Significance of Citizen-led Fact-Finding Missions


Citizen-led fact-finding missions play a significant role in a democracy. They provide an alternative opinion on things, empower citizens on critical issues and enrich the judicial process.

  • Recently, citizen-led fact-finding missions came in the news in a Delhi High Court case pertaining to the North East Delhi riots of 2020. 
    • The solicitor-general of India challenged five fact-finding reports conducted on the riots. 
    • He called such inquiries as examples of self-constituted parallel judicial systems that have no authority in the court of law.
  • However, these missions have been an integral part of Indian and world polity since colonial times.
Citizen-led fact-finding missions/inquiries in Colonial India:
  • The Champaran Satyagraha of 1917 started as an extensive fact-finding exercise.
    • Gandhi carried out a detailed investigation with a team of volunteers to inquire into the plight of indigo planters. 
    • It was found that they were compelled to grow Indigo and charged with high taxes.
    • This exercise forced the Lieutenant Governor of Bihar to set up a formal inquiry committee with Gandhi as one of its members.
  • The Congress set up a Punjab sub-committee to inquire into the Jallianwala Bagh Massacre of 1919. 
    • The leaders were disappointed with the work and political motivations of the Hunter Commission that was initially set up by the government to investigate the massacre.
  • A fact-finding exercise was undertaken to find out the authenticity of the Kanpur Cotton mills incident of 1924 in which 6 workers were killed and 58 injured. The inquiry exposed the collusion between the mill management and the police.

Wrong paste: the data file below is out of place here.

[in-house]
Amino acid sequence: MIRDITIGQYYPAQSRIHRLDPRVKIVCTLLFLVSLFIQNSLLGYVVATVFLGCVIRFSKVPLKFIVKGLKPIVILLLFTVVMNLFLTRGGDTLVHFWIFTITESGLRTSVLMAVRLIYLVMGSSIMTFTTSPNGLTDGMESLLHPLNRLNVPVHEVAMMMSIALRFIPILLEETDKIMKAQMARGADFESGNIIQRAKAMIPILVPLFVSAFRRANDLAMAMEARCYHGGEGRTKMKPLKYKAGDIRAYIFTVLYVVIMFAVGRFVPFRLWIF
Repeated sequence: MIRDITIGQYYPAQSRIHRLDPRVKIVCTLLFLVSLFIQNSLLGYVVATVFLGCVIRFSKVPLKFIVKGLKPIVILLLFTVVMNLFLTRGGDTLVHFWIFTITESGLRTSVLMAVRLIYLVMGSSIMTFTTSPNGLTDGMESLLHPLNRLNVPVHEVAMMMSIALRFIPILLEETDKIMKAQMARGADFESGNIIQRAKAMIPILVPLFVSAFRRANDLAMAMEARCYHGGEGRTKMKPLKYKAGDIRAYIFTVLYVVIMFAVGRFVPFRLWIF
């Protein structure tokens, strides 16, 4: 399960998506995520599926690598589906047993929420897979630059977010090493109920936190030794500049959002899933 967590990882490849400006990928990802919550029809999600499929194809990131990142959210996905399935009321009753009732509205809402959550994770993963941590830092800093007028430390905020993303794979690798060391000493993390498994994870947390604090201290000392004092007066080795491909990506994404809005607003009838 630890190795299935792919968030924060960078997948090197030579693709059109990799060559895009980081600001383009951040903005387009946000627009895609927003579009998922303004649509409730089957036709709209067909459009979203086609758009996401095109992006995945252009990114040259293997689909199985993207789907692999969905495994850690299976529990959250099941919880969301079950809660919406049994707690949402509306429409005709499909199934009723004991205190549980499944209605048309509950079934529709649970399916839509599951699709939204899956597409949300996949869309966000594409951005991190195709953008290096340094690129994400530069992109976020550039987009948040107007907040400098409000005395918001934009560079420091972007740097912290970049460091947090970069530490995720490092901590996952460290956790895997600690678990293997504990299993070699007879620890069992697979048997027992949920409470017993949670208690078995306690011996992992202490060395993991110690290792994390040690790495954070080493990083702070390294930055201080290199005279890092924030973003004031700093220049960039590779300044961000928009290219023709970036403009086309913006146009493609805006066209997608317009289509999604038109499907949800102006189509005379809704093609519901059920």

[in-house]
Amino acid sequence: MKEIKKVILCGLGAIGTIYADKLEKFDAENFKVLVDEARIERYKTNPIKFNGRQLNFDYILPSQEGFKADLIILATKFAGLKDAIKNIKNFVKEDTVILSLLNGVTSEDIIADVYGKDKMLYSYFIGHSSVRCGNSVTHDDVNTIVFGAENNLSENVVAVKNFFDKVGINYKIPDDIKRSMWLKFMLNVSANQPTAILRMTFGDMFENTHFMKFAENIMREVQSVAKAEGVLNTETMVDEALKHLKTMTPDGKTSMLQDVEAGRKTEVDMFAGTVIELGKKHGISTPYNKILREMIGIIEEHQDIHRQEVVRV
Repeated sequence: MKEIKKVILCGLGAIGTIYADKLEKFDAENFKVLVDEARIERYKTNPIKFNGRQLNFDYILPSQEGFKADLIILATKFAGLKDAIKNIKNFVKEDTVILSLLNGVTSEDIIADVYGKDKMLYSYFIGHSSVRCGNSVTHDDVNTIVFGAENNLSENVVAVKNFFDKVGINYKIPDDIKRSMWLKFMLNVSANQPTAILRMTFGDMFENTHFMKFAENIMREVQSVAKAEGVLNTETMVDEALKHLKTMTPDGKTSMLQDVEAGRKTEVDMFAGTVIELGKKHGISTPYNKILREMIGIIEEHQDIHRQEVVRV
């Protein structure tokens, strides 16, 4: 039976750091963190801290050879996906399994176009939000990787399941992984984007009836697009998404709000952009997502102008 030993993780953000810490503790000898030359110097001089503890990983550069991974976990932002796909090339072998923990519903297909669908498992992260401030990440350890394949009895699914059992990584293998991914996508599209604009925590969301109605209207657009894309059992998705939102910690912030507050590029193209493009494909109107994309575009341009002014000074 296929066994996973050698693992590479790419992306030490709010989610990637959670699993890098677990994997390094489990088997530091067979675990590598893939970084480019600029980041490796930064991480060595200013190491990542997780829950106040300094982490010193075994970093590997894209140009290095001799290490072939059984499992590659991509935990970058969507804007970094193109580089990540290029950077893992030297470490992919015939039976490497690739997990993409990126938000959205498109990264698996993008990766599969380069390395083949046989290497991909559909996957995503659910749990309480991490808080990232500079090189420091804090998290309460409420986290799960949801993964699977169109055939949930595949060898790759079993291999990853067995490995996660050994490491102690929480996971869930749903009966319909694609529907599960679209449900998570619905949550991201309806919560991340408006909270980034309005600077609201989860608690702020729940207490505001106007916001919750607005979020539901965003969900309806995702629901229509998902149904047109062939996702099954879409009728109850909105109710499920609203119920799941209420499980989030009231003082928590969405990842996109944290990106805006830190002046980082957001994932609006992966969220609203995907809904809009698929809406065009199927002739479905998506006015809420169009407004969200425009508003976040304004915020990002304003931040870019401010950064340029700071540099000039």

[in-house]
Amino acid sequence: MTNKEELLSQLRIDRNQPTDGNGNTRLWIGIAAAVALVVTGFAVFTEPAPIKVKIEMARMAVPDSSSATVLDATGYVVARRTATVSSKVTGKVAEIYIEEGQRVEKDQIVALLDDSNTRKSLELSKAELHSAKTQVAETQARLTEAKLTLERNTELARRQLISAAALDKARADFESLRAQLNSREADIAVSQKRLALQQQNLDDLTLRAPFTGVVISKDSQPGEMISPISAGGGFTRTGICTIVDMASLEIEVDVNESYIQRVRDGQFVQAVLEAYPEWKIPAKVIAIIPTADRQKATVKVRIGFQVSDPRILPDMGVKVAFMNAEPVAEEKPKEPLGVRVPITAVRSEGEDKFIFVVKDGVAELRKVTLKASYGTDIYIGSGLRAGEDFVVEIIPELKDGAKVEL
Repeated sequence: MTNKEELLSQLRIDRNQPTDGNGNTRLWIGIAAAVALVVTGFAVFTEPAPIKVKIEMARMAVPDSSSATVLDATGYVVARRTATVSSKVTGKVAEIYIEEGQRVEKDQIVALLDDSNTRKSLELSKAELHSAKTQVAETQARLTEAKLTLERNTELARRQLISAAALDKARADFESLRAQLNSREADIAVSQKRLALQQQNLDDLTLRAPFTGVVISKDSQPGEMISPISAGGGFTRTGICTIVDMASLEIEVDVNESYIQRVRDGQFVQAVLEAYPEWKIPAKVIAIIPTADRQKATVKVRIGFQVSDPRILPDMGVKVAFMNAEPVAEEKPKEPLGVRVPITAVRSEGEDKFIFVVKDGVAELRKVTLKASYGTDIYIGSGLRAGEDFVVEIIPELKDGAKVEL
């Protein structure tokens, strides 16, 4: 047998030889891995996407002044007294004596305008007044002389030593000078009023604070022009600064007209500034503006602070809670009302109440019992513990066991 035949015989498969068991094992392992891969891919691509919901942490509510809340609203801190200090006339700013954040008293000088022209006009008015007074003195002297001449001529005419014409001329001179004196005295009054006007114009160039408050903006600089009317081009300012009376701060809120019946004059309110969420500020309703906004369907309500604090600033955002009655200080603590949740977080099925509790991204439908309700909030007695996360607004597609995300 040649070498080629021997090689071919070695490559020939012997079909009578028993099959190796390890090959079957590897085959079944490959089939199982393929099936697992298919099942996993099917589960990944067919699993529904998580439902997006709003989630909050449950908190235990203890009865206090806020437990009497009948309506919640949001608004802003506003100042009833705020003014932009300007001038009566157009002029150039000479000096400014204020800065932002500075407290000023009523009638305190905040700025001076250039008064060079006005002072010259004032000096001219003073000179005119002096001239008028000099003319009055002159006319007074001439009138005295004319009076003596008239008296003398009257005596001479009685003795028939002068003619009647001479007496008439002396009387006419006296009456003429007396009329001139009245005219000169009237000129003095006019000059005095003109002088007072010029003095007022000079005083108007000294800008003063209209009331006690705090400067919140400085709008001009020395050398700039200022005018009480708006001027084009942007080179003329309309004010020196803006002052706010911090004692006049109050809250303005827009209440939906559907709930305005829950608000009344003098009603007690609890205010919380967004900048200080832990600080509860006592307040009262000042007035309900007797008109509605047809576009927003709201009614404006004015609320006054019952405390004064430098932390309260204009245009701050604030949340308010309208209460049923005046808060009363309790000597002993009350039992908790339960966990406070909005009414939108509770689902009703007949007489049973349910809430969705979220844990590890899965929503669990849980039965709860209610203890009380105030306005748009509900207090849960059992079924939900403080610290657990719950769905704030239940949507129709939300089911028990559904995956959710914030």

Significance of Citizen-led Fact-Finding Missions:
  • Rights Advocacy: It is a tool that helps to do rights advocacy. The process highlights the denial of rights to the target group and demands justice for them.  
  • Enrich the Judicial Process: It complements the judicial process by presenting to it an authentic view of facts. It often lays the groundwork for prosecution if a court of law finds their evidence admissible.
    • For instance, a group of lawyers from the Alternative Law Forum undertook a fact finding study on deaths of several workers in manholes in 2008. 
    • The group submitted a PIL and its report in Karnataka High Court. The court later instructed the Bangalore Water Supply and Sewerage Board to procure manhole cleaning machines. It also issued orders for compensation to the victims’ families.
  • Breed Accountability: They help to highlight the lacunas of government institutions and personnel in fulfilling their duty.
    • For instance, the Andhra Pradesh Civil Rights Committee (APCRC) conducted an enquiry of Naxalite encounters in 1977. The report of the committee induced the government to institute a judicial enquiry under Justice Vashist Bhargava. 
  • Alternative Opinion: They provide citizens a medium to state their side of the story. It would be dangerous if official information was the only information available in the public domain.
    • For instance, people’s tribunals were set up in the wake of the 1992-93 Mumbai riots after the Babri Masjid demolition. They revealed shocking ground realities that were not recorded by the official enquiry committee.  

Thus, Citizen led fact-finding missions are cost-effective, rapidly mobilised, and encourage civic participation. Due to this, there has been a surge in their numbers in the last few decades. Fact-finding reports should be verified and criticized rather than dismissing them outrightly because these are self-constituted by the citizens.

Source: indianexpress

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